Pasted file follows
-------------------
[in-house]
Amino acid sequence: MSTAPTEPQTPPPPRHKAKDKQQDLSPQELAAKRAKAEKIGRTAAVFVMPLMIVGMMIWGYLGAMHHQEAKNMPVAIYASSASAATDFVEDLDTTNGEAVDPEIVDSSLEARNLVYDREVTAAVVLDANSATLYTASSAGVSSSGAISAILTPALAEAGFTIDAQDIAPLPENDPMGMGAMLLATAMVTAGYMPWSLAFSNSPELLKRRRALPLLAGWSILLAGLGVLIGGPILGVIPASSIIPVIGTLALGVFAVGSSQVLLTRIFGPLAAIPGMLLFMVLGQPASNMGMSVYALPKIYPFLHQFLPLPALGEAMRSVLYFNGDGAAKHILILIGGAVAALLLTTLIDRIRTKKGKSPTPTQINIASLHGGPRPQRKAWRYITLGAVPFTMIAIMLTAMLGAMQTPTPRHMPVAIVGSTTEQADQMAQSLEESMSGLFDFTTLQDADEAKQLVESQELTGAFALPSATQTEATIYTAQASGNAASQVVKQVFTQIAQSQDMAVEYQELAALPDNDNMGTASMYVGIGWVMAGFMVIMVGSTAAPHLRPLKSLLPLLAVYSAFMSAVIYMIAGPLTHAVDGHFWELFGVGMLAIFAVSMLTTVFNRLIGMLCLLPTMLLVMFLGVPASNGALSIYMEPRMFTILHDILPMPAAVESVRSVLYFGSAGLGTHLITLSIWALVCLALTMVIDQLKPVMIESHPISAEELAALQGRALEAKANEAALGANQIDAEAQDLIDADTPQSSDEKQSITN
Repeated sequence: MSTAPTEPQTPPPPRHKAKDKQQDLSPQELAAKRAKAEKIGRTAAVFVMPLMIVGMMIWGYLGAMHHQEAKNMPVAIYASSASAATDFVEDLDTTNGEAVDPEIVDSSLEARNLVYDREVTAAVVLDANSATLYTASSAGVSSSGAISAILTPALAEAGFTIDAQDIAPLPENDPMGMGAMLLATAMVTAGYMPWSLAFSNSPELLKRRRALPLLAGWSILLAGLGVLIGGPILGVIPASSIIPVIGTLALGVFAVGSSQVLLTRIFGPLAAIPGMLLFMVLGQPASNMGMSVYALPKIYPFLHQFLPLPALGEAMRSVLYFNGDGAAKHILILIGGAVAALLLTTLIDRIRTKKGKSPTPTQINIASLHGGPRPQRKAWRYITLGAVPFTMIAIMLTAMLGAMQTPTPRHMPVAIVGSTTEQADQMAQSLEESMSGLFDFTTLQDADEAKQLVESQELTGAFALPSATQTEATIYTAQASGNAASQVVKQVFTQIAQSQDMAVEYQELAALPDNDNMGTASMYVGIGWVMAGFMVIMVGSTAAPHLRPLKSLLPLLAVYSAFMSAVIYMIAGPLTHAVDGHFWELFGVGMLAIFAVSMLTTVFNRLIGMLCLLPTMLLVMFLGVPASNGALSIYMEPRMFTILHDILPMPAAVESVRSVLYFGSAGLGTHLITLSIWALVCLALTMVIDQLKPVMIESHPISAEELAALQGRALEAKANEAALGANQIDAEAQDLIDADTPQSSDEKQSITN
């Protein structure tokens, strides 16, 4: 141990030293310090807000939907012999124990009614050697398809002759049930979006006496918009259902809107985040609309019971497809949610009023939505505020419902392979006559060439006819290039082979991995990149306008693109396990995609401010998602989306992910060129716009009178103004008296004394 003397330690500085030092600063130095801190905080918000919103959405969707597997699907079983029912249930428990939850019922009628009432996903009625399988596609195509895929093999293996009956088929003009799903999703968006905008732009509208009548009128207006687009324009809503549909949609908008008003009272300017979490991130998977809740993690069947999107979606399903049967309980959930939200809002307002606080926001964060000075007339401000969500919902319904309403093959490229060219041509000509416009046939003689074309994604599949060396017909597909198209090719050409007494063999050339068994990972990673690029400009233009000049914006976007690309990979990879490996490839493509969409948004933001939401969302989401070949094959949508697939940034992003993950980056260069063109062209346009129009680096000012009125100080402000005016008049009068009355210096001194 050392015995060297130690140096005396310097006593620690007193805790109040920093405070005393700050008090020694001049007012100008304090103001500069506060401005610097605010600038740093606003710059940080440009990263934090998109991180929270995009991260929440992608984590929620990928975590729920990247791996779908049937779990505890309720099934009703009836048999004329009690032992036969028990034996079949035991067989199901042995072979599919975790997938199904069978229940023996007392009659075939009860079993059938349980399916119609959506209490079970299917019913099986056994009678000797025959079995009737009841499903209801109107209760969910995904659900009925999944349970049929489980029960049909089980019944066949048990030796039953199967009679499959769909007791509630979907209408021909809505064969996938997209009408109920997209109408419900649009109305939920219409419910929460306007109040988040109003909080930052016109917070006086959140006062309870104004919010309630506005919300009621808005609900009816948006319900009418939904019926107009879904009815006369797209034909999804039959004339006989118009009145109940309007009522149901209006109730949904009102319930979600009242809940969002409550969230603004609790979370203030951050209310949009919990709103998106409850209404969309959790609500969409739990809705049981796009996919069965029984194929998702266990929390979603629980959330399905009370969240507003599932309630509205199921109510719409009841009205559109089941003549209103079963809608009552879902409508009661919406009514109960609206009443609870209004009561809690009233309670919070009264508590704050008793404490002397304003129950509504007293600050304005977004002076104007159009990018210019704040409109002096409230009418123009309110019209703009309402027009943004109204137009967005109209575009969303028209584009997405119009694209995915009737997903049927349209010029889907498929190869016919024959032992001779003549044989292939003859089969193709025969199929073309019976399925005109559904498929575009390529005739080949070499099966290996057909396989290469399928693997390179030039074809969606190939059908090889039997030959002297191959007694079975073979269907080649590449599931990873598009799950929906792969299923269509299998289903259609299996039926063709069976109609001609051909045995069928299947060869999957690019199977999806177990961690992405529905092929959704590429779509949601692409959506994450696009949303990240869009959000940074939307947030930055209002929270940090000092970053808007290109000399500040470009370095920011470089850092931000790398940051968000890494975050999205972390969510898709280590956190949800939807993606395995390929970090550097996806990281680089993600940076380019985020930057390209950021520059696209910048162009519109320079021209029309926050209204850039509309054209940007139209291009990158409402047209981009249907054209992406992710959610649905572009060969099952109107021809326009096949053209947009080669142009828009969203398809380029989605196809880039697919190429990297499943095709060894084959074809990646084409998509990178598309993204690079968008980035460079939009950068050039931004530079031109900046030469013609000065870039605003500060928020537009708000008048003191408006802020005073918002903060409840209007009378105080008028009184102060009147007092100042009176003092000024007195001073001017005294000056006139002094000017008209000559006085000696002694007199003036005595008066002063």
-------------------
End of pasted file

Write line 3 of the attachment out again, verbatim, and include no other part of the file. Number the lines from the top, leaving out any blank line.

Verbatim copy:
Repeated sequence: MSTAPTEPQTPPPPRHKAKDKQQDLSPQELAAKRAKAEKIGRTAAVFVMPLMIVGMMIWGYLGAMHHQEAKNMPVAIYASSASAATDFVEDLDTTNGEAVDPEIVDSSLEARNLVYDREVTAAVVLDANSATLYTASSAGVSSSGAISAILTPALAEAGFTIDAQDIAPLPENDPMGMGAMLLATAMVTAGYMPWSLAFSNSPELLKRRRALPLLAGWSILLAGLGVLIGGPILGVIPASSIIPVIGTLALGVFAVGSSQVLLTRIFGPLAAIPGMLLFMVLGQPASNMGMSVYALPKIYPFLHQFLPLPALGEAMRSVLYFNGDGAAKHILILIGGAVAALLLTTLIDRIRTKKGKSPTPTQINIASLHGGPRPQRKAWRYITLGAVPFTMIAIMLTAMLGAMQTPTPRHMPVAIVGSTTEQADQMAQSLEESMSGLFDFTTLQDADEAKQLVESQELTGAFALPSATQTEATIYTAQASGNAASQVVKQVFTQIAQSQDMAVEYQELAALPDNDNMGTASMYVGIGWVMAGFMVIMVGSTAAPHLRPLKSLLPLLAVYSAFMSAVIYMIAGPLTHAVDGHFWELFGVGMLAIFAVSMLTTVFNRLIGMLCLLPTMLLVMFLGVPASNGALSIYMEPRMFTILHDILPMPAAVESVRSVLYFGSAGLGTHLITLSIWALVCLALTMVIDQLKPVMIESHPISAEELAALQGRALEAKANEAALGANQIDAEAQDLIDADTPQSSDEKQSITN